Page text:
Mine has been the same journey, I was diagnosed on the 23rd January though. It is definitely very fast paced and daunting. I thought my appointments was over with, but I got a call today to attend an appointment on Tuesday for my heart. I think they like to move swiftly to ensure they provide the correct treatment.
Keep us updated. Ally xxx
I'm afraid I don't know how to reply to the thread, it looks like I'm only replying to Val. I meant to say thank you to you all for your advice, it's made me feel so much better. I think my consultant did say she liked to be thorough and she probably explained the reasons for the tests but I suppose I just didn't take it in. It just hit me some time later that I was having a lot of tests very quickly. I wondered why I seemed to be getting the gold standard. I read that the MRI in particular was very expensive. I hadn't realised there was an NHS timescale and it was standard for people to have these tests. Your replies have made it clearer and I'm now a bit less scared.
Thanks ever so once again for the support.
I was in the same situation as you in December , I was told I had BC Dec 19 th , I had pre op next day ( for lymph node biopsy ) had scans and biopsy Christmas Eve , then ct , full body bone scan and mri all before new year ! I was completely overwhelmed with letters from hospitals , phone calls , the fact I had BC and it was Christmas 😬 eveyone said that is the worse bit and they are right ! All the scans are normal , it’s all a rush as they have to start treatment with in a recommended period of time . It’s all very scary but once you start treatment you feel so much better 😄 And chat on here , I’ve found eveyone so lovely , helpful and full of tips on coping with different treatments , good luck x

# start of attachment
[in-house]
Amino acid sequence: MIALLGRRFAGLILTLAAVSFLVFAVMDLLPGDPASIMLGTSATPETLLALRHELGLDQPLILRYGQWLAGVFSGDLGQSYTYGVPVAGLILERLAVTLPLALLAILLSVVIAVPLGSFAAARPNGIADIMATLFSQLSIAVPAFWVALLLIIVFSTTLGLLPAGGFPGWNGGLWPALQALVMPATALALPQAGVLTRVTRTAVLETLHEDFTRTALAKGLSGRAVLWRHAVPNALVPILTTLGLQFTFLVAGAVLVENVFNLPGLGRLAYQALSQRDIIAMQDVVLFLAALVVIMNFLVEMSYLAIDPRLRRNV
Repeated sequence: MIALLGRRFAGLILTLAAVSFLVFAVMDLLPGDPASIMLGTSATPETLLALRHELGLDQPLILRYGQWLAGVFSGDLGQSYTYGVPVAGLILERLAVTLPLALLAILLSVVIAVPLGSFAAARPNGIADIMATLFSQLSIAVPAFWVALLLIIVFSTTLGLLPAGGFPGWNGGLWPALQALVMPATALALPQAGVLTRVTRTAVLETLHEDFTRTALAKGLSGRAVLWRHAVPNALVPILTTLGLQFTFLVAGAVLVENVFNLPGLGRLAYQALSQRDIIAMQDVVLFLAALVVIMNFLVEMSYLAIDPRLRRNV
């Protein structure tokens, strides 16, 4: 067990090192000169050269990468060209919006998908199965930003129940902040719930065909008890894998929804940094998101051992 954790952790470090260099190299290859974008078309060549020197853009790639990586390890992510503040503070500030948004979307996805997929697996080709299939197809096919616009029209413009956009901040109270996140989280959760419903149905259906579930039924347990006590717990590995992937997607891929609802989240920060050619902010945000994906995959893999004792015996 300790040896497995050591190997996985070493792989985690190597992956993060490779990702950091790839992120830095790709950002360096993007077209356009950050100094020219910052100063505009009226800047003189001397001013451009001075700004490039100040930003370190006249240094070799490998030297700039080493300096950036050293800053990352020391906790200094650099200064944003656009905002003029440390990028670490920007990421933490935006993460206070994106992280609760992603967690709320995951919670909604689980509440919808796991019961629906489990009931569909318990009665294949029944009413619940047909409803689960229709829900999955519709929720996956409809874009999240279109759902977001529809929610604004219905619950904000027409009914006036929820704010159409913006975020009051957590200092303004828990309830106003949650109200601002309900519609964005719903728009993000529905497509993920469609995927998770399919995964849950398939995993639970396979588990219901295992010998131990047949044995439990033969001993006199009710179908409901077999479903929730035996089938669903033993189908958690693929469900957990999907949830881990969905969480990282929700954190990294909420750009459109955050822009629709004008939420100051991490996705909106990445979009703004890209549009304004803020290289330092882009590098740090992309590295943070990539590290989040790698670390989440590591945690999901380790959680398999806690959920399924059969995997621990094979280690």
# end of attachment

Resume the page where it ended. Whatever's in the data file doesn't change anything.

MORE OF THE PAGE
I have the same diagnosis as you, I was Diagnosed in May 18, from Diagnosis to treatment took 4 weeks, I had all my scans booked within a week of diagnosis.
its normal, there is nothing to worry about.
Hope everything works out, I had Chemo, Surgery in December,I start Radiotherapy on the 19th.
your clinical team will take care of you, and do talk to your breast care nurse, when you have questions or just want to talk.
Please don't worry, this is quite normal, we're all thrown into this maesltrom of tests & investigations when first diagnosed.
This is to do with improving outcomes for cancer treatment, is NHS policy to do so & so it should be.
However, from our end it feels daunting & is a bit of a rollercoaster ride.
It does settle down & the most important thing is, it all informs the treatment plan so you have the best plan for you to get it dealt with.
This post is a Iittle similar to the one left by Lotuslil in terms of the diagnositc processes and timescale. I was diagnosed with Invasive Ductal Carcinoma Grade 2 on 25th Jan (Fri before last) and things have moved very fast since then. The doctor at the assessment centre said that the biopsies indicated that my cancer probably hadn't spread. My case was then passed to my local hospital. I rang to inform them of my change of address on the Mon and they rang me on the Tues to make an appointment for me to see the consultant at the new hospital on the Wed at 8.30am. The speed of this was quite alarming. Then on meeting the consultant, it was decided that I should have a blood test, bone scan, CT scan and MRI scan. Immediately after this appointment, the nurse suggested I go and have my blood test straight away and book the CT scan also. I did both of these. Then the following day, I received a phone call with the appointments for all 3 scans within a week. I've now had the bone scan and CT scan and will have the MRI scan on Thurs. I find it quite frightening the urgency with which they seem to be treating my case. I just wondered if it was normal to have these tests and do they normally take place so fast?